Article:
We have put together information to keep injured or ill persons informed of what to expect.
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All employers play a crucial role in the prevention and management of workplace injuries.
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Information for Psychologists, Occupational Therapists, Nurses, Exercise Physiologists and Doctors.
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Other key stakeholders are also encouraged to provide Information and comments about issues of relevance .
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Problems with Treatment


There are a number of factors that affect treatment responsiveness.


These include:

  • The treatment being inappropriate for the injury. The correct diagnosis may not have been made or more information needs to be available before the most appropriate interventions are applied. This may involve referral to a more sophisticated test, such as an MRI because rest and interventions such as physiotherapy are exacerbating symptoms or having no positive results.

  • Treatment may be too early. For example a gym strengthening program ordered before the injury is treated correctly would lead to further problems with recovery or reinjury.

  • Quality of treatment may be lacking and treatment providers  may have a poor "bedside manner". This could lead to a lack of injured worker engagment in treatment and subsequently a poor outcome.

  • Access to treatment can be an issue. 



These problems may be the result of:

  1. The Agent not approving necessary treatment (therefore deemed as unreasonable and unnecessary)
  2. Extended delays with approval and therefore delays with commencement of treatment
  3. Conflicting opinions between the your treatment team and the Agent about the best way to treat and manage an injury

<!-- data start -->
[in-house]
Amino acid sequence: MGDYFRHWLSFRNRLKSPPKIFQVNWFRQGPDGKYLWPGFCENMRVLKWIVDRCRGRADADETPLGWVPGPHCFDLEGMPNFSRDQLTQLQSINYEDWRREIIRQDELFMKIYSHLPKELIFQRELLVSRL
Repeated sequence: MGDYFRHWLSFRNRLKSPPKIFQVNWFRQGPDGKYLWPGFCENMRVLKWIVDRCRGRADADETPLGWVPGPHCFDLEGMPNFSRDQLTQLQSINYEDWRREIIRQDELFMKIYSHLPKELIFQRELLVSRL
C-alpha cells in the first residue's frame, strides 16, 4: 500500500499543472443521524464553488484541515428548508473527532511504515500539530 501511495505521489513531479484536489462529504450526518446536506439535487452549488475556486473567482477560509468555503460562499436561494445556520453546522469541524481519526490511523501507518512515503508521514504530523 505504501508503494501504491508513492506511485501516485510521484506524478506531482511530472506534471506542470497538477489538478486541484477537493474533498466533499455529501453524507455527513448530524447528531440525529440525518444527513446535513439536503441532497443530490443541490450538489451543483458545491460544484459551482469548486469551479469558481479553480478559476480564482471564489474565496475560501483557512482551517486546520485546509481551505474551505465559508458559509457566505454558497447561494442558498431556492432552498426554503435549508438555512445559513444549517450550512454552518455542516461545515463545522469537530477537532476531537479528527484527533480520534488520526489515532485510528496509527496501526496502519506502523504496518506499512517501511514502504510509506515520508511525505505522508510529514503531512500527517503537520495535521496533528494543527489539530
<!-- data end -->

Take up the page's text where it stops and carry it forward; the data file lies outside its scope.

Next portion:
4. Extensive delays in getting an appointment for a  specialists opinion
  5. Irregularity or extensive delays in receiving treatment 



What you can consider doing about your concerns: 



1. Discuss with your NTD.  Your NTD plays an essential role in the management of your workplace injury and in the progress of the claim generally.   It is essential that your NTD not only manages your basic work injury,  but remains focussed and committed to supporting you with the other challenges that occur -  this may require a call to the agent, a treatment provider or specialist or a request for a case conference. It is essential that communication is facilitated between all parties.



2. Get your case manager from  the externally appointed rehabilitation provider to discuss your issues with your NTD, treatment team and agent.  A good rehabilitation provider will be opening up communication, assisting with the development of goals and time frames and helping to make adjustments to plans to deal with obstacles. If the case manager is from a rehabilitation provider that was appointed by the agent or your employer, and they consitently do not seem to have your interests at heart, change providers. As mentioned, injured workers have the right to choose rehabilitation and treatment providers.



3. Get a member of your treatment team to discuss or communicate in writing with your NTD.  Your treatment providers often have more time with you than your NTD and sometimes you may feel more open to discussing conerns with them than your NTD. Suggest and encourage your treatment provider  to communicate with your NTD to keep him / her "in the loop" about  progress and of any particular concerns they (the NTD)  should know about.

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